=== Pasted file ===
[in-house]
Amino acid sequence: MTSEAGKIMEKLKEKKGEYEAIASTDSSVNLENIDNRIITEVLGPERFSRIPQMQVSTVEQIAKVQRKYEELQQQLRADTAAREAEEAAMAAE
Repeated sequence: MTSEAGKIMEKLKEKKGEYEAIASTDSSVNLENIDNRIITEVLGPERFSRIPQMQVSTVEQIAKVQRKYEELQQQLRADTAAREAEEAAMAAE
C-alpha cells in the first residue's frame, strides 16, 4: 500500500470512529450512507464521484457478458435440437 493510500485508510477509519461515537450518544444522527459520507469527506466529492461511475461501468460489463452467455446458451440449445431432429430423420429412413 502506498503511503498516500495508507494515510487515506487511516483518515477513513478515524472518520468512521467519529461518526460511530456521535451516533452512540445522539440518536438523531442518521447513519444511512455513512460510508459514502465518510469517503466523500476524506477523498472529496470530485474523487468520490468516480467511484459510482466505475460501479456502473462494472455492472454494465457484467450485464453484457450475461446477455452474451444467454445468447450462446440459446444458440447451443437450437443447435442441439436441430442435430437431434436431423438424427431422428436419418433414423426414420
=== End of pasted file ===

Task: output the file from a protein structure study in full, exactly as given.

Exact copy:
[in-house]
Amino acid sequence: MTSEAGKIMEKLKEKKGEYEAIASTDSSVNLENIDNRIITEVLGPERFSRIPQMQVSTVEQIAKVQRKYEELQQQLRADTAAREAEEAAMAAE
Repeated sequence: MTSEAGKIMEKLKEKKGEYEAIASTDSSVNLENIDNRIITEVLGPERFSRIPQMQVSTVEQIAKVQRKYEELQQQLRADTAAREAEEAAMAAE
C-alpha cells in the first residue's frame, strides 16, 4: 500500500470512529450512507464521484457478458435440437 493510500485508510477509519461515537450518544444522527459520507469527506466529492461511475461501468460489463452467455446458451440449445431432429430423420429412413 502506498503511503498516500495508507494515510487515506487511516483518515477513513478515524472518520468512521467519529461518526460511530456521535451516533452512540445522539440518536438523531442518521447513519444511512455513512460510508459514502465518510469517503466523500476524506477523498472529496470530485474523487468520490468516480467511484459510482466505475460501479456502473462494472455492472454494465457484467450485464453484457450475461446477455452474451444467454445468447450462446440459446444458440447451443437450437443447435442441439436441430442435430437431434436431423438424427431422428436419418433414423426414420